Train keeps a rollin’
Past concerns about the future of the Indiana branch of the Orphan Grain Train, and who would lead it, are finally in the distance, thankfully.
Gene Wint’s Azalia farm has served as the location since 2002, but his retirement and cramped space were issues that needed resolution for the branch to continue. Fortunately, the outreach received the help it needed. Gene Ernst of Columbus will take over as director when Wint steps aside. A new, 12,500 square-foot building will serve as the branch’s headquarters, at County Road 950S and State Road 11.
The organization appears set to keep chugging along successfully. Most importantly, people who are recovering from fires, job loss, divorce or other misfortunes will continue to receive the help they need.
Ace of an idea
Giving back to one’s community can take many forms: Volunteering at a public event, cleaning up a stretch of road or donating time and skills to a nonprofit organization. Columbus North High School junior Aditya Mantri is doing so by focusing on some children with special needs.
Mantri, a tennis player, organized the first Indiana location of ACEing Autism, at the North tennis courts. The weekly sessions started July 12 and continue July 26 and Aug. 2 and 9. The program is intended to develop social skills, motor development and hand-eye coordination, all things with which autistic children struggle.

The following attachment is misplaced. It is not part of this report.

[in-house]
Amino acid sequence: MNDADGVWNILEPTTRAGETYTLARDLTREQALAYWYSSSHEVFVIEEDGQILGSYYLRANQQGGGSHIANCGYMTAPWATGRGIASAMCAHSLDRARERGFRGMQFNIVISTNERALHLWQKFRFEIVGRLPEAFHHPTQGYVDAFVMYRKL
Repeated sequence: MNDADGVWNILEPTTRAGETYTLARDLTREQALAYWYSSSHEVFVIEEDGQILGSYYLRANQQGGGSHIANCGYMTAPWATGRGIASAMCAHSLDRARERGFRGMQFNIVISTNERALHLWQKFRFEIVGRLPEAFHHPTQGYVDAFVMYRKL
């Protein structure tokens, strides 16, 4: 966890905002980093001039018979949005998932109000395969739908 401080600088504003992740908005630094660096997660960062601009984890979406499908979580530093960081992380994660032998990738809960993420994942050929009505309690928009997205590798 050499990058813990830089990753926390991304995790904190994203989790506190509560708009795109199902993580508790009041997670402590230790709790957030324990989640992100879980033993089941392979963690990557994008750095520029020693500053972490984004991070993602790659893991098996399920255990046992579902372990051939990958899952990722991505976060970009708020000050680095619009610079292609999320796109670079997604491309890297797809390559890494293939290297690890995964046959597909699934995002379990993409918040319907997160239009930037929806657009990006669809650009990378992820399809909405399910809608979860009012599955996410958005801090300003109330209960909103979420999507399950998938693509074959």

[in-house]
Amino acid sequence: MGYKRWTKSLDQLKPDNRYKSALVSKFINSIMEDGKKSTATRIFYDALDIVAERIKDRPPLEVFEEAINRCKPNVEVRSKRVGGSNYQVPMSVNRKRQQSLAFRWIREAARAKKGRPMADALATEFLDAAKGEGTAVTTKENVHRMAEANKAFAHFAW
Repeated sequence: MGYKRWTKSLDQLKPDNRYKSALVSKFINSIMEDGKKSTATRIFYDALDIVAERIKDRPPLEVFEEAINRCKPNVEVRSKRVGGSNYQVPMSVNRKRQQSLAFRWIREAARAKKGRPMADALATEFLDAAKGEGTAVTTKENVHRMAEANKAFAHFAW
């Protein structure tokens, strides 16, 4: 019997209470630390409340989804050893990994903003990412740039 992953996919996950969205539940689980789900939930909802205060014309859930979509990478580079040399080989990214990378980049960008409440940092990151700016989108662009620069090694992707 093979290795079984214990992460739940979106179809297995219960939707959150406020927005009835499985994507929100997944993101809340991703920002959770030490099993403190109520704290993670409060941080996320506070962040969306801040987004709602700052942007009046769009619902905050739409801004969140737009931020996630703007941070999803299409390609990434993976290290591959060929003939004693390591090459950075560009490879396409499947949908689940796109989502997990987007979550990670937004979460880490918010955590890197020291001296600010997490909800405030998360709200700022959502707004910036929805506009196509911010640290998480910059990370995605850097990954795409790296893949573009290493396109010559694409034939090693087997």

Starting this program has required a lot of Mantri’s time, but the energy he’s invested shows how much he cares about these kids and his community.
Information: firstname.lastname@example.org or 812-390-6326.
Bartholomew County’s loss is Purdue University’s gain.
Erika Bonnett, the local 4-H youth development leader and Purdue Extension office director, is taking a statewide 4-H role that will have her working on campus as the science specialist.
However, Bonnett is leaving the local 4-H program in good shape after five years. Her efforts to get more kids interested in 4-H helped membership increase from about 530 her first year to about 800 now. The Junior Leaders program’s membership has risen from about 20 to 60 kids.
Bonnett’s contributions here are greatly appreciated and signal future success in her new role.